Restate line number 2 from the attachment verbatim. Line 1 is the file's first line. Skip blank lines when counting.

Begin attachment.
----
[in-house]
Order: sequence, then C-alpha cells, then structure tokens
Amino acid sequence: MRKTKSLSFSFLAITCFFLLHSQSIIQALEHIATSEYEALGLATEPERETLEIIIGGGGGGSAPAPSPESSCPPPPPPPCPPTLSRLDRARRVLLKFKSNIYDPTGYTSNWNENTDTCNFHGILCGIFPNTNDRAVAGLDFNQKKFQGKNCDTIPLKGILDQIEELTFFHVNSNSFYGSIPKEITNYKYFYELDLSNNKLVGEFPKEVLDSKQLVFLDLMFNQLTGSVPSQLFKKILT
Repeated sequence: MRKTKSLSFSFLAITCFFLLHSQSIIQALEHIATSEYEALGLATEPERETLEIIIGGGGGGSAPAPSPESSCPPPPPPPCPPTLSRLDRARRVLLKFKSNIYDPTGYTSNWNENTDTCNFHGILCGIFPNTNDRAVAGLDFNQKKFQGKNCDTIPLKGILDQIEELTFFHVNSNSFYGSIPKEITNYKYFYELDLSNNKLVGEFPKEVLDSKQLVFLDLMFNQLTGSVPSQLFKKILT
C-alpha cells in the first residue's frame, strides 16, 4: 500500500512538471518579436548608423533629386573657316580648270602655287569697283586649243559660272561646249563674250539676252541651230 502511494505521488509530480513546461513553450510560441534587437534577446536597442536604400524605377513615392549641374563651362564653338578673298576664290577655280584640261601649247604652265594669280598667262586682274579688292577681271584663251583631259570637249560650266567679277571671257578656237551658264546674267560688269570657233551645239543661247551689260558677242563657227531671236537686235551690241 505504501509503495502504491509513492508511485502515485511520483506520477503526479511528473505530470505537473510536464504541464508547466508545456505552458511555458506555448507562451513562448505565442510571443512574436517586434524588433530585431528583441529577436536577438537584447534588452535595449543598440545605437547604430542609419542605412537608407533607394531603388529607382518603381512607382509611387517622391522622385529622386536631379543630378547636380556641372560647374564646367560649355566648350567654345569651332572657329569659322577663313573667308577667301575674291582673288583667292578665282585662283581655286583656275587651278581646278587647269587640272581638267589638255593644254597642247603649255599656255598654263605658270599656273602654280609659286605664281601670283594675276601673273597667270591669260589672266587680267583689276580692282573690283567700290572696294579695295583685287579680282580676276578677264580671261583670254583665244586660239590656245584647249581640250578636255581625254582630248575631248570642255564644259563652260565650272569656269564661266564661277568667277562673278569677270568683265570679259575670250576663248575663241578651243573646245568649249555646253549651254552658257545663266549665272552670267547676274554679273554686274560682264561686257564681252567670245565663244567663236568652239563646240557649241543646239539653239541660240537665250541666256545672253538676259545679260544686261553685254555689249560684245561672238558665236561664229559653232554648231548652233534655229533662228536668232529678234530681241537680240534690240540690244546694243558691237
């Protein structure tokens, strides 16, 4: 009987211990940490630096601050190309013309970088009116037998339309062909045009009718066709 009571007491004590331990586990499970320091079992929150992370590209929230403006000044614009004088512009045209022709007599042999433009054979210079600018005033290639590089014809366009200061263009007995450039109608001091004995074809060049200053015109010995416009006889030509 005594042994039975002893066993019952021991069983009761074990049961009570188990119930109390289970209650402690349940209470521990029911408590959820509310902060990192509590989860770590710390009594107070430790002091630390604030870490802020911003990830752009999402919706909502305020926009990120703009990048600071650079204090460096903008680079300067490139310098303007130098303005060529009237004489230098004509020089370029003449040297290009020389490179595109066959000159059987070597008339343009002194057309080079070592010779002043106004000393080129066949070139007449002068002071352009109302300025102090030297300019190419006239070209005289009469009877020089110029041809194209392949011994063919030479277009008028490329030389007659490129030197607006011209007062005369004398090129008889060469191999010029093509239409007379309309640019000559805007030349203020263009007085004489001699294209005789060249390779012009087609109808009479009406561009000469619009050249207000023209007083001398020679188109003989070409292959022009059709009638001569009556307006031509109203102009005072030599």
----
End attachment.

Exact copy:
Order: sequence, then C-alpha cells, then structure tokens